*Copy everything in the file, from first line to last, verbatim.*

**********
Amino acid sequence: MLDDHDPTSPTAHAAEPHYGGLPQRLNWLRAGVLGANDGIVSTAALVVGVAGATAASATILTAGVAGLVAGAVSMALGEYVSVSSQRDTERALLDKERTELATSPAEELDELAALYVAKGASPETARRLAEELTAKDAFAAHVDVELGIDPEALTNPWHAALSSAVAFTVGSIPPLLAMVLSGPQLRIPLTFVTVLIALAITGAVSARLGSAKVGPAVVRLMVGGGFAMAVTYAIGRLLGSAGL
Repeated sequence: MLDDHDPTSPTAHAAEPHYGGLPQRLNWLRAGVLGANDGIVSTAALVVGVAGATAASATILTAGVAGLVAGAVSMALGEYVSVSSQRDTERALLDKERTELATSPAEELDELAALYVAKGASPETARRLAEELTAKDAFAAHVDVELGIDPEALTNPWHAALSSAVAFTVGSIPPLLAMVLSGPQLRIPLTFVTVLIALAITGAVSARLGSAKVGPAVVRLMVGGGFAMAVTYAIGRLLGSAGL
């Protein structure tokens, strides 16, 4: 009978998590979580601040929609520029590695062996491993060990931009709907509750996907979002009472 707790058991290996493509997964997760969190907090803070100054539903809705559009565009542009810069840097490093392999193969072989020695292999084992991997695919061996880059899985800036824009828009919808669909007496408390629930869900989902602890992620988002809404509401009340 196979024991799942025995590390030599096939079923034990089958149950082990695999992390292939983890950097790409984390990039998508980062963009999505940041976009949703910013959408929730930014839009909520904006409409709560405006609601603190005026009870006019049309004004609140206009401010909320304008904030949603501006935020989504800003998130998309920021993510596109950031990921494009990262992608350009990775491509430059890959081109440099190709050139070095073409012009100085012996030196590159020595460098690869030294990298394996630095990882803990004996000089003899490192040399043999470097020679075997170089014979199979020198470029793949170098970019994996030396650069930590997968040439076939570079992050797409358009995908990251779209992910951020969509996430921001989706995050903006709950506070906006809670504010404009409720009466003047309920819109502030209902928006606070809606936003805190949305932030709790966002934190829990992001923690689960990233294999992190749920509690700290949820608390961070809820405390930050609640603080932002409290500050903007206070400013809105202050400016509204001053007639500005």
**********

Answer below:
Amino acid sequence: MLDDHDPTSPTAHAAEPHYGGLPQRLNWLRAGVLGANDGIVSTAALVVGVAGATAASATILTAGVAGLVAGAVSMALGEYVSVSSQRDTERALLDKERTELATSPAEELDELAALYVAKGASPETARRLAEELTAKDAFAAHVDVELGIDPEALTNPWHAALSSAVAFTVGSIPPLLAMVLSGPQLRIPLTFVTVLIALAITGAVSARLGSAKVGPAVVRLMVGGGFAMAVTYAIGRLLGSAGL
Repeated sequence: MLDDHDPTSPTAHAAEPHYGGLPQRLNWLRAGVLGANDGIVSTAALVVGVAGATAASATILTAGVAGLVAGAVSMALGEYVSVSSQRDTERALLDKERTELATSPAEELDELAALYVAKGASPETARRLAEELTAKDAFAAHVDVELGIDPEALTNPWHAALSSAVAFTVGSIPPLLAMVLSGPQLRIPLTFVTVLIALAITGAVSARLGSAKVGPAVVRLMVGGGFAMAVTYAIGRLLGSAGL
């Protein structure tokens, strides 16, 4: 009978998590979580601040929609520029590695062996491993060990931009709907509750996907979002009472 707790058991290996493509997964997760969190907090803070100054539903809705559009565009542009810069840097490093392999193969072989020695292999084992991997695919061996880059899985800036824009828009919808669909007496408390629930869900989902602890992620988002809404509401009340 196979024991799942025995590390030599096939079923034990089958149950082990695999992390292939983890950097790409984390990039998508980062963009999505940041976009949703910013959408929730930014839009909520904006409409709560405006609601603190005026009870006019049309004004609140206009401010909320304008904030949603501006935020989504800003998130998309920021993510596109950031990921494009990262992608350009990775491509430059890959081109440099190709050139070095073409012009100085012996030196590159020595460098690869030294990298394996630095990882803990004996000089003899490192040399043999470097020679075997170089014979199979020198470029793949170098970019994996030396650069930590997968040439076939570079992050797409358009995908990251779209992910951020969509996430921001989706995050903006709950506070906006809670504010404009409720009466003047309920819109502030209902928006606070809606936003805190949305932030709790966002934190829990992001923690689960990233294999992190749920509690700290949820608390961070809820405390930050609640603080932002409290500050903007206070400013809105202050400016509204001053007639500005």